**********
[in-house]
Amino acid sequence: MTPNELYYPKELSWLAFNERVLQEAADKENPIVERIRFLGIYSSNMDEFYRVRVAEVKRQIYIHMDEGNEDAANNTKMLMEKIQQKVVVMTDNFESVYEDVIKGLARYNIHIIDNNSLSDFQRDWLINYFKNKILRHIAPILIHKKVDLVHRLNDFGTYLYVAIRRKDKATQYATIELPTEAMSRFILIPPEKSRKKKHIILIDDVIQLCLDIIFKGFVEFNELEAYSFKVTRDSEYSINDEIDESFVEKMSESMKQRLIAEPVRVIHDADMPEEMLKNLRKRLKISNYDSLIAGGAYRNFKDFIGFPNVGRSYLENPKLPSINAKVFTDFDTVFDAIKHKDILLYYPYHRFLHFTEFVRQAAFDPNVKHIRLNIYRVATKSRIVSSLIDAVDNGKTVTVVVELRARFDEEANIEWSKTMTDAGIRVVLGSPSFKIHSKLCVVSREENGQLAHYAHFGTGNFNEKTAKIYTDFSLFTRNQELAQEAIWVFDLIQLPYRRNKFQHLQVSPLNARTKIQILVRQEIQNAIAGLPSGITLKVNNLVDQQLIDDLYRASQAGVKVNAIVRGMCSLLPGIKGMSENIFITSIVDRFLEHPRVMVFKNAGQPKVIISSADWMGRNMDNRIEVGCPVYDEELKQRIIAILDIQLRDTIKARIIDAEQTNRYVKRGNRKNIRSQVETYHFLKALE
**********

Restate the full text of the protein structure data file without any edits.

[in-house]
Amino acid sequence: MTPNELYYPKELSWLAFNERVLQEAADKENPIVERIRFLGIYSSNMDEFYRVRVAEVKRQIYIHMDEGNEDAANNTKMLMEKIQQKVVVMTDNFESVYEDVIKGLARYNIHIIDNNSLSDFQRDWLINYFKNKILRHIAPILIHKKVDLVHRLNDFGTYLYVAIRRKDKATQYATIELPTEAMSRFILIPPEKSRKKKHIILIDDVIQLCLDIIFKGFVEFNELEAYSFKVTRDSEYSINDEIDESFVEKMSESMKQRLIAEPVRVIHDADMPEEMLKNLRKRLKISNYDSLIAGGAYRNFKDFIGFPNVGRSYLENPKLPSINAKVFTDFDTVFDAIKHKDILLYYPYHRFLHFTEFVRQAAFDPNVKHIRLNIYRVATKSRIVSSLIDAVDNGKTVTVVVELRARFDEEANIEWSKTMTDAGIRVVLGSPSFKIHSKLCVVSREENGQLAHYAHFGTGNFNEKTAKIYTDFSLFTRNQELAQEAIWVFDLIQLPYRRNKFQHLQVSPLNARTKIQILVRQEIQNAIAGLPSGITLKVNNLVDQQLIDDLYRASQAGVKVNAIVRGMCSLLPGIKGMSENIFITSIVDRFLEHPRVMVFKNAGQPKVIISSADWMGRNMDNRIEVGCPVYDEELKQRIIAILDIQLRDTIKARIIDAEQTNRYVKRGNRKNIRSQVETYHFLKALE